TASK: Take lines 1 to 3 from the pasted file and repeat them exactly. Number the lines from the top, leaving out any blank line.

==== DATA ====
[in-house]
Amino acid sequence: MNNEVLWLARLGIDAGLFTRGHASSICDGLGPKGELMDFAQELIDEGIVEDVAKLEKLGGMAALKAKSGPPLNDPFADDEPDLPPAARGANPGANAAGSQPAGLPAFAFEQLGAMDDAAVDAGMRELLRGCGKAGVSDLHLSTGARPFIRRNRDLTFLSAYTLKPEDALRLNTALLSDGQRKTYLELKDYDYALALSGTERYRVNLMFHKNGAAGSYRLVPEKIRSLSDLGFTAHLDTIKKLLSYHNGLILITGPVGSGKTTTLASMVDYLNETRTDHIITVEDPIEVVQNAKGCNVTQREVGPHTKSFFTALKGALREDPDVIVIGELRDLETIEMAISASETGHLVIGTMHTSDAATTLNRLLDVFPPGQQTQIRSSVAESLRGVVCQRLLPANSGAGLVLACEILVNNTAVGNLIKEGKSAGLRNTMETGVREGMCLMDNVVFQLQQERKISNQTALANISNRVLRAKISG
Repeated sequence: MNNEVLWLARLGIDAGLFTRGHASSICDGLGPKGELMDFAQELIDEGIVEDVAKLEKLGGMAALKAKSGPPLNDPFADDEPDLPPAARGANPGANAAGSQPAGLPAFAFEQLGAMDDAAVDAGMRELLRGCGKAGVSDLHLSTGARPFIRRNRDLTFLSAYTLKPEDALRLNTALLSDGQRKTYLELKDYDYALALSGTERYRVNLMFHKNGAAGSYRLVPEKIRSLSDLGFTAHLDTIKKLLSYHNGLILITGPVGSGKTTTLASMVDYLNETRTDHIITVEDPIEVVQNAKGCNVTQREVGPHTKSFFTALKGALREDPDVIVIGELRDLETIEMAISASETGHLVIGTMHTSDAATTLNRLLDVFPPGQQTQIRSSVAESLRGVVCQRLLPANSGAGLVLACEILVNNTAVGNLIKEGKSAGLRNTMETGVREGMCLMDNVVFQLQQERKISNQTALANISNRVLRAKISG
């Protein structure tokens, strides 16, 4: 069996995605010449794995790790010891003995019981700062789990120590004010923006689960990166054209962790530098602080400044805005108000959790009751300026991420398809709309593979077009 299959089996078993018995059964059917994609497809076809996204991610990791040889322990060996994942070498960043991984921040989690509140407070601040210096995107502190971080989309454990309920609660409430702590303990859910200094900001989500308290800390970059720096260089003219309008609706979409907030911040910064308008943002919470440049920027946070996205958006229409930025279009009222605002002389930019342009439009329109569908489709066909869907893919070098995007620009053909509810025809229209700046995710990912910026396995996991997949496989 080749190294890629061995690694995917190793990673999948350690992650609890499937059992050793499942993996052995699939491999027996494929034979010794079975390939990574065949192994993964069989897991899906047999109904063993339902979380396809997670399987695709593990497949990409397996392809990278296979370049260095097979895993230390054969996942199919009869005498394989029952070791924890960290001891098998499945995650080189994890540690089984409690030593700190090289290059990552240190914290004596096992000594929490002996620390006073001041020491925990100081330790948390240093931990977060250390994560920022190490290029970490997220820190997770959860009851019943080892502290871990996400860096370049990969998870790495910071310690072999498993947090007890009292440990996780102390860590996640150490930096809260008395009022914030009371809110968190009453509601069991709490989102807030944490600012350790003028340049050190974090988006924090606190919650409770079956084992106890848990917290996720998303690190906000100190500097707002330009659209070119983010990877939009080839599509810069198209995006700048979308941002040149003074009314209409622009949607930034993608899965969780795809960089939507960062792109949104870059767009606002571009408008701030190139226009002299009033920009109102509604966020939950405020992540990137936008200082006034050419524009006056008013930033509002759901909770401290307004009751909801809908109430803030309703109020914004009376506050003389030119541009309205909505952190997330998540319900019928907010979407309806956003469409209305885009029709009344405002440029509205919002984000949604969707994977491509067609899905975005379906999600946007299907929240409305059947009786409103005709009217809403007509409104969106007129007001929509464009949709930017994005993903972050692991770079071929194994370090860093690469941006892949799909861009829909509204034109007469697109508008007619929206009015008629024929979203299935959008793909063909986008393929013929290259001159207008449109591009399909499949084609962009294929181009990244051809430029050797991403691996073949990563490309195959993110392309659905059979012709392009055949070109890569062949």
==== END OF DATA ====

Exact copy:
[in-house]
Amino acid sequence: MNNEVLWLARLGIDAGLFTRGHASSICDGLGPKGELMDFAQELIDEGIVEDVAKLEKLGGMAALKAKSGPPLNDPFADDEPDLPPAARGANPGANAAGSQPAGLPAFAFEQLGAMDDAAVDAGMRELLRGCGKAGVSDLHLSTGARPFIRRNRDLTFLSAYTLKPEDALRLNTALLSDGQRKTYLELKDYDYALALSGTERYRVNLMFHKNGAAGSYRLVPEKIRSLSDLGFTAHLDTIKKLLSYHNGLILITGPVGSGKTTTLASMVDYLNETRTDHIITVEDPIEVVQNAKGCNVTQREVGPHTKSFFTALKGALREDPDVIVIGELRDLETIEMAISASETGHLVIGTMHTSDAATTLNRLLDVFPPGQQTQIRSSVAESLRGVVCQRLLPANSGAGLVLACEILVNNTAVGNLIKEGKSAGLRNTMETGVREGMCLMDNVVFQLQQERKISNQTALANISNRVLRAKISG
Repeated sequence: MNNEVLWLARLGIDAGLFTRGHASSICDGLGPKGELMDFAQELIDEGIVEDVAKLEKLGGMAALKAKSGPPLNDPFADDEPDLPPAARGANPGANAAGSQPAGLPAFAFEQLGAMDDAAVDAGMRELLRGCGKAGVSDLHLSTGARPFIRRNRDLTFLSAYTLKPEDALRLNTALLSDGQRKTYLELKDYDYALALSGTERYRVNLMFHKNGAAGSYRLVPEKIRSLSDLGFTAHLDTIKKLLSYHNGLILITGPVGSGKTTTLASMVDYLNETRTDHIITVEDPIEVVQNAKGCNVTQREVGPHTKSFFTALKGALREDPDVIVIGELRDLETIEMAISASETGHLVIGTMHTSDAATTLNRLLDVFPPGQQTQIRSSVAESLRGVVCQRLLPANSGAGLVLACEILVNNTAVGNLIKEGKSAGLRNTMETGVREGMCLMDNVVFQLQQERKISNQTALANISNRVLRAKISG